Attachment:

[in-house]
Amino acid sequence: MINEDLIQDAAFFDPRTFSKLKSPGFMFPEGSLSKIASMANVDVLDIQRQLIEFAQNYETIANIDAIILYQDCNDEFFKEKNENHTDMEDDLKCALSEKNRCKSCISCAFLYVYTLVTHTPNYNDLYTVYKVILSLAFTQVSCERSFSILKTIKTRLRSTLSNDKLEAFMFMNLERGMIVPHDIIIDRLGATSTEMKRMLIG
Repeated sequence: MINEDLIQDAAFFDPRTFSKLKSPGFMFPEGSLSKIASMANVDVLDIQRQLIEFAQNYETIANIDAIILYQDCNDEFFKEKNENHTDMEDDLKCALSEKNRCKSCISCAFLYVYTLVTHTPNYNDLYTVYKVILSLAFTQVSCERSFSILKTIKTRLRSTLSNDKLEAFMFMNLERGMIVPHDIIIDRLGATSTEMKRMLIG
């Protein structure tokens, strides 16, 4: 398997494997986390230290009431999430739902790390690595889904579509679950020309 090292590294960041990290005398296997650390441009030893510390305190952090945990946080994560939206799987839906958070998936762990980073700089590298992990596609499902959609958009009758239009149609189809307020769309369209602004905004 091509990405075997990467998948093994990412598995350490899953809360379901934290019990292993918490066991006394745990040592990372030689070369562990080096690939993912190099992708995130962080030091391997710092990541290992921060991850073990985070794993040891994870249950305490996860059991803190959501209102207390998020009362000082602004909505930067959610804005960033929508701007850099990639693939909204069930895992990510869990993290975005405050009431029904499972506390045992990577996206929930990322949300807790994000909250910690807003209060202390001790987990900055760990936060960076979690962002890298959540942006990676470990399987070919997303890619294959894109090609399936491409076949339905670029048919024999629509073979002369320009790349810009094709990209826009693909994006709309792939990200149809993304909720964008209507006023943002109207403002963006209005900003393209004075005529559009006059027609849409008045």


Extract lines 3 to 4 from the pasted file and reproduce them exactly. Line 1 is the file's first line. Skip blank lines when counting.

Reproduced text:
Repeated sequence: MINEDLIQDAAFFDPRTFSKLKSPGFMFPEGSLSKIASMANVDVLDIQRQLIEFAQNYETIANIDAIILYQDCNDEFFKEKNENHTDMEDDLKCALSEKNRCKSCISCAFLYVYTLVTHTPNYNDLYTVYKVILSLAFTQVSCERSFSILKTIKTRLRSTLSNDKLEAFMFMNLERGMIVPHDIIIDRLGATSTEMKRMLIG
């Protein structure tokens, strides 16, 4: 398997494997986390230290009431999430739902790390690595889904579509679950020309 090292590294960041990290005398296997650390441009030893510390305190952090945990946080994560939206799987839906958070998936762990980073700089590298992990596609499902959609958009009758239009149609189809307020769309369209602004905004 091509990405075997990467998948093994990412598995350490899953809360379901934290019990292993918490066991006394745990040592990372030689070369562990080096690939993912190099992708995130962080030091391997710092990541290992921060991850073990985070794993040891994870249950305490996860059991803190959501209102207390998020009362000082602004909505930067959610804005960033929508701007850099990639693939909204069930895992990510869990993290975005405050009431029904499972506390045992990577996206929930990322949300807790994000909250910690807003209060202390001790987990900055760990936060960076979690962002890298959540942006990676470990399987070919997303890619294959894109090609399936491409076949339905670029048919024999629509073979002369320009790349810009094709990209826009693909994006709309792939990200149809993304909720964008209507006023943002109207403002963006209005900003393209004075005529559009006059027609849409008045």